.30 Carbine

A GI Buddy From A Misspent

By John Taffin

After graduating from high school in 1956 and trading my paper route for a real job, I had enough money to allow me to get serious about shooting. In those days WWII surplus firearms were easily available. A friend of mine had a .30 M1 Carbine and I found it thoroughly enjoyable. But I simply never got around to getting one of my own.

But now I’m not getting any younger, so this year I decided to look for a reasonably priced specimen. I found one offered for sale on Gary Reeder’s Forum and I immediately called Gary to make sure he had my credit card number

John’s Catch-Up Couple

That could’ve been the end of the story. As so often happens in situations like this, within a week another one showed up. I walked into Buckhorn Gun and there was a Plainfield M1 Carbine also at a good price. So I now have two carbines. The latter has standard military sights, however, the sporter has an adjustable Williams peep and a gold bead on the front. There was one problem for me: the stock itself has a high comb for scope use and it is a problem for me to get down far enough on the stock to use the sights without being very uncomfortable. Since I had elevation adjustments in the rear sight, I was able to have a taller front sight installed and my problem was solved.

I’ve loaded the .30 Carbine for years for the Ruger Blackhawk. Many of the loads I’ve used also work quite well in the M1 Carbine and I also added some others.

The lines we love! A pair of peaches that kinda fell into John’s lap: Plainfield military-style
.30 M1 Carbine (top) and sporterized military one (bottom).

Smooth Cycling

Just as for the Blackhawk, I load the .30 Carbine cartridges on the RCBS Pro 2000 Progressive Press. However, I added one extra die to the standard RCBS Carbide 3-die set — a Lee Precision factory crimp die. I use the RCBS seating/crimping die for seating only and then the fourth stage for the Lee Factory Crimp die. It didn’t take me long to realize it is much easier to load perfectly performing cartridges for the carbine than for the Blackhawk. Occasionally cartridges will misfire in the Blackhawk. But I’ve had no problems whatsoever with any of these loads in either carbine.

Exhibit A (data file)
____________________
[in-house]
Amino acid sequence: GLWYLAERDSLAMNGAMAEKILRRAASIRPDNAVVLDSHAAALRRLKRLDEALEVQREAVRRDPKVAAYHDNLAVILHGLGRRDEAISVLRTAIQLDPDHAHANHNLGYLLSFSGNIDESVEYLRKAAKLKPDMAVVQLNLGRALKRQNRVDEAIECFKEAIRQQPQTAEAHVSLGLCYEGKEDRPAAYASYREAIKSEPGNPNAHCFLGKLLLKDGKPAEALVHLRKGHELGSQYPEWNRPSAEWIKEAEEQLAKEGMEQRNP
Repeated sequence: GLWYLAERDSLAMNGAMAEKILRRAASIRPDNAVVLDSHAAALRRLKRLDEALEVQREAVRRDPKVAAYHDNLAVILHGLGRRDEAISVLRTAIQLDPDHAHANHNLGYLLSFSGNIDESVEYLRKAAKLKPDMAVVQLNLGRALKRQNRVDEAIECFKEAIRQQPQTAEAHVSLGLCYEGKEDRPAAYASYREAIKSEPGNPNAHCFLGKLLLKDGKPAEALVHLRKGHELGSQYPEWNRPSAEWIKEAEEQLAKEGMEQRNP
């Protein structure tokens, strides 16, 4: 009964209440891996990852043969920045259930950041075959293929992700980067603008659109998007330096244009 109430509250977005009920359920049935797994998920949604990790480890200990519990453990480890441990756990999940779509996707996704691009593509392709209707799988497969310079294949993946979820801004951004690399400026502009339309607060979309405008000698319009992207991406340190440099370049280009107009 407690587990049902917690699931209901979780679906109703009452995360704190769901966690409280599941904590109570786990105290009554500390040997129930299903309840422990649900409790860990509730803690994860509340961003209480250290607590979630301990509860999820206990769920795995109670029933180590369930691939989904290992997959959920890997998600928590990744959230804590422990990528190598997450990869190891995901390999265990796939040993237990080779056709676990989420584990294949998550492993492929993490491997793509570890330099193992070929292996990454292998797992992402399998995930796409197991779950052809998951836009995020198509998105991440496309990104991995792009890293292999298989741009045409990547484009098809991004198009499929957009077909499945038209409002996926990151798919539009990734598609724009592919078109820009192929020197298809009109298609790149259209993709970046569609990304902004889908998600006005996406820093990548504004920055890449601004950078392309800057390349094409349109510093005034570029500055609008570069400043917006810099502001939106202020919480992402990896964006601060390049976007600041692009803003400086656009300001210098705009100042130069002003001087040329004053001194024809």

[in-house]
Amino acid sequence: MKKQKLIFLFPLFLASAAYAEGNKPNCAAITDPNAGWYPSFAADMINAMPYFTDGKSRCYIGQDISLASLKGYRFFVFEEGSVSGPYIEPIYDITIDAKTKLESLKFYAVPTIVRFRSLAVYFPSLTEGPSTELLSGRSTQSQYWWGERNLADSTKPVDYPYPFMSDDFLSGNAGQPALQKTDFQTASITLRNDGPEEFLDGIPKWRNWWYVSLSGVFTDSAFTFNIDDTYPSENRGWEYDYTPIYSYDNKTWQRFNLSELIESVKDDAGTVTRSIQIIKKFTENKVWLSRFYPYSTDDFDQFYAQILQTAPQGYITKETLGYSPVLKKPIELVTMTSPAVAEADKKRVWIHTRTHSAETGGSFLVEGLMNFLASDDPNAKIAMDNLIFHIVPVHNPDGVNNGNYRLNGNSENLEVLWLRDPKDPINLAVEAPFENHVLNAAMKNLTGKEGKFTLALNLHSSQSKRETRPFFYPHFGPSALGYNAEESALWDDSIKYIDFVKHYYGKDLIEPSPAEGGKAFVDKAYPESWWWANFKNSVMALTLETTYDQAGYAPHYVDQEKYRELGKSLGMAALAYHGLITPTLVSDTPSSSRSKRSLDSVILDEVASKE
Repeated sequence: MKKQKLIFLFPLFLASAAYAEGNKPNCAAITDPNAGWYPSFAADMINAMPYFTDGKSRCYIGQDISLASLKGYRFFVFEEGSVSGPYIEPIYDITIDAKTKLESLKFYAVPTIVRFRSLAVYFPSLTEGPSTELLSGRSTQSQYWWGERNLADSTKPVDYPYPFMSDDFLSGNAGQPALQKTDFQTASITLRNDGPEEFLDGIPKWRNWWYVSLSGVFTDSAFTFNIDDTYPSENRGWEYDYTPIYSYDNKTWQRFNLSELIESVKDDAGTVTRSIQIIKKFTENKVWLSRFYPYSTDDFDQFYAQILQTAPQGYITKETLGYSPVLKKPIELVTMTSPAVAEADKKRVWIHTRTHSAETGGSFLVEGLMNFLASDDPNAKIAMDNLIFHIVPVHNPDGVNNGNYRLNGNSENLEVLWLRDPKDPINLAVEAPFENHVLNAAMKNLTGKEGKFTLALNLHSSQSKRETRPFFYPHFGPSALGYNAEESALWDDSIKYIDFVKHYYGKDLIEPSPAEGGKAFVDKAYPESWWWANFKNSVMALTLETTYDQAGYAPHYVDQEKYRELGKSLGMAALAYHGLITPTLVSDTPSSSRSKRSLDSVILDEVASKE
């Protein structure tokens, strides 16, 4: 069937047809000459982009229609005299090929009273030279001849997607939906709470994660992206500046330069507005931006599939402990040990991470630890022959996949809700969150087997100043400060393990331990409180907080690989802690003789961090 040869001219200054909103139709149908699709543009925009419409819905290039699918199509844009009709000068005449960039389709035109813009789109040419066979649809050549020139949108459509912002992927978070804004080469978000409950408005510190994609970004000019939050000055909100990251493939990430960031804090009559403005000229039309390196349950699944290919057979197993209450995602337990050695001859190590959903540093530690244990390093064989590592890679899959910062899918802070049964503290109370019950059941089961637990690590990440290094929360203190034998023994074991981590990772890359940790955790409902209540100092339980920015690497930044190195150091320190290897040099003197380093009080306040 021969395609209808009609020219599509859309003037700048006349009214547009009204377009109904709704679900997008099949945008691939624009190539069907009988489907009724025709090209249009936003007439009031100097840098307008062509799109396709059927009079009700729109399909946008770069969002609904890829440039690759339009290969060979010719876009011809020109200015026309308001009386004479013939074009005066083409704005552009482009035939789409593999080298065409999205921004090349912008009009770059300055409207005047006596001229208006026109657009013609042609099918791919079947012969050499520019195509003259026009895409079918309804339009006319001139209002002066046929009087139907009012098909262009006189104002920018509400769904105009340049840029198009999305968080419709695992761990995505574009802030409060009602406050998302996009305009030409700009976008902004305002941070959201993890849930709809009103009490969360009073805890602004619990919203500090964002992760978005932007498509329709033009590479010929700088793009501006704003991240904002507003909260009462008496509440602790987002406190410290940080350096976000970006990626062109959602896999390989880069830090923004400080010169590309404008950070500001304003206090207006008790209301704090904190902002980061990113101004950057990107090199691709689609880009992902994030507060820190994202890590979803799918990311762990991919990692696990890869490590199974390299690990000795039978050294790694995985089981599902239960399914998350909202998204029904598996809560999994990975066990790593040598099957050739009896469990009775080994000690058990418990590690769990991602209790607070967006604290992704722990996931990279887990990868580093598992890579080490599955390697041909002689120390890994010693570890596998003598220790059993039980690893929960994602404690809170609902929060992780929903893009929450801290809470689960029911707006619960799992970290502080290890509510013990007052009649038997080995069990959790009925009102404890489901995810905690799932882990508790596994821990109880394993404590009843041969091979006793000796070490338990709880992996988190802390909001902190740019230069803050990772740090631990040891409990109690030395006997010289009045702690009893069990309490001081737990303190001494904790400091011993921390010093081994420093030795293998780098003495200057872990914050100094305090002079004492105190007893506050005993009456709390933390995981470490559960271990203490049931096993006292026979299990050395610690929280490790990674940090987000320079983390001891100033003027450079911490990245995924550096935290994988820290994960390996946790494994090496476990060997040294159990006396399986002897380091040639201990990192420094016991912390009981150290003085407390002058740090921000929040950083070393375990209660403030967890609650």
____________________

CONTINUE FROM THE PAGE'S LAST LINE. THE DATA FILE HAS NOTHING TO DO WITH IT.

Left to right: John’s easy-shootin’ favorites — .30 Luger, .32 Magnum .32-20 and .30 Carbine.

Key Components

My powders of choice are the typical ones used for magnum sixgun cartridges, namely #2400, Accurate #9, H110 and 4227. I also have a good supply of hard-to-find H108 — an excellent choice, even though it isn’t generally available. All are primed with CCI #550 Magnum Pistol Primers and assembled in Winchester brass. Yes I know, some say #2400 should be used with standard primers, but I’ve tried it both ways and had no problems.

Bullets for the .30 M1 carbine are those in the 100- to 110-gr. weight range. Even though this was originally a military cartridge it is not a good choice for big game, but it works well for small game and varmints. Originally the M1 Carbine was to be used by mostly back-up personnel and those not on the front lines, even though it did find favor with a few units such as paratroopers. Its purpose was to provide an easier-to-shoot weapon than the issue 1911, especially for those who have very little experience with firearms. The M1 Carbine doesn’t have much more recoil than a 22.

John’s go-to components for his .30 M1 Carbine loads.

Real-World Tips

In loading, overall length must be such it will fit easily into the magazine and also feed and chamber flawlessly. Any time I load for any semi-auto rifle or pistol, the first step is to produce a few dummy rounds to make sure they load into the magazine and chamber with no problems. For bullets I go with the Remington 110-gr. JSP, the Sierra 110-gr. JSP, the Speer 110-gr. JSP, and the Speer 100-gr. Plinker (a lead bullet in a copper cup). I also have the supply of bulk-packed 110-gr. RNFMJ bullets that work well.

I like to use factory loads as my guide. Buffalo Bore offers both 110-gr. FMJ and SP .30 Carbine loads just under 2,100 fps. The former shoots exceptionally well with groups just over 1″ for four shots at 42 yards. My most accurate loads in the Plainfield Carbine were the Remington 110-gr. JSP over 12.0 grains of #2400 (1,860 fps), the Sierra 110-gr. JSP with 14.0 grains of H110 (1,842 fps/1-1/8”), and the Speer 100-gr. Plinker over 13.0 grains of #2400 (1,950 fps/1-3/8”).

My most accurate load turned out to be one assembled with H108. With this powder, 13.0 grains under the Speer 110-gr., JSP, groups are right at an inch with a muzzle velocity of 1,825 fps. Of all the loads assembled, the slowest clocked 1,750 fps while the fastest was over 2,050 fps. All loads — no matter the bullet or the velocity — chambered and performed flawlessly. With the unknown “bulk,” 110-gr. RNFMJ performance was excellent with 13.0 grains of Accurate #9 (2,000 fps/1-1/2″).

I haven’t shot sporterized carbine as extensively yet. The most accurate loads (4 of 5 shots at 42 yards in 1-1/8″) are the Remington 110-gr. JSP over 13.0 grains of H108 (1,850 fps) and the Speer 100-gr. Plinker over 14.5 grains of H110 (1,985 fps). This Speer is one of the easiest to find and also one of the least expensive.

These targets fired with the military .30 M1 Carbine are proof-positive it likes Remington’s 110-gr. JSP.

Lightweight Love

I’ve spent much of my life shooting big-bore rifles and I now find it much more relaxing to shoot the lighter recoiling ones — lever actions in .25-20, .32-20, .32 Magnum and .327 Federal. To these I can now add the .30 M1 Carbine. It’s certainly not the best choice for a self-defense rifle, but I wouldn’t feel all that under-gunned with a 110-gr. JSP at 2,000 fps.

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